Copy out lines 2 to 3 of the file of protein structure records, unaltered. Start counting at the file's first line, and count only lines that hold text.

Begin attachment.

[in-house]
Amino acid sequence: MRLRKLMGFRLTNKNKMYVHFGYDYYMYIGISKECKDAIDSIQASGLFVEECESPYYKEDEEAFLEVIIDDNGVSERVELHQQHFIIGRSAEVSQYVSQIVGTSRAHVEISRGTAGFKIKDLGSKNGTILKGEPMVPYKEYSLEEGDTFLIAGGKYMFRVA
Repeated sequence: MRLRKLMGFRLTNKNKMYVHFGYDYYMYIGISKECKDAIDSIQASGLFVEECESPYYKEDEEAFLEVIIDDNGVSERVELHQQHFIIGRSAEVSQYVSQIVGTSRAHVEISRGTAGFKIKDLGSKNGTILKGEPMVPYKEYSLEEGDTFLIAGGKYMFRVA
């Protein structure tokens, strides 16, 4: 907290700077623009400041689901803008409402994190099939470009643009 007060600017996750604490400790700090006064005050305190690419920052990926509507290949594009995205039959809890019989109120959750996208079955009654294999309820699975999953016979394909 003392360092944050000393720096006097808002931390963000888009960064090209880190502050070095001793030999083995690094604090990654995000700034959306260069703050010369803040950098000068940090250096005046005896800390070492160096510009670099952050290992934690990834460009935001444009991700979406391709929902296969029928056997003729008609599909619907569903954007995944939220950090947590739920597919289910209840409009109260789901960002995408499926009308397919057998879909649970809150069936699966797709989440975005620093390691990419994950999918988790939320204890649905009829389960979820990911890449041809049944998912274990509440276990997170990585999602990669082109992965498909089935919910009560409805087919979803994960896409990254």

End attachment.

Amino acid sequence: MRLRKLMGFRLTNKNKMYVHFGYDYYMYIGISKECKDAIDSIQASGLFVEECESPYYKEDEEAFLEVIIDDNGVSERVELHQQHFIIGRSAEVSQYVSQIVGTSRAHVEISRGTAGFKIKDLGSKNGTILKGEPMVPYKEYSLEEGDTFLIAGGKYMFRVA
Repeated sequence: MRLRKLMGFRLTNKNKMYVHFGYDYYMYIGISKECKDAIDSIQASGLFVEECESPYYKEDEEAFLEVIIDDNGVSERVELHQQHFIIGRSAEVSQYVSQIVGTSRAHVEISRGTAGFKIKDLGSKNGTILKGEPMVPYKEYSLEEGDTFLIAGGKYMFRVA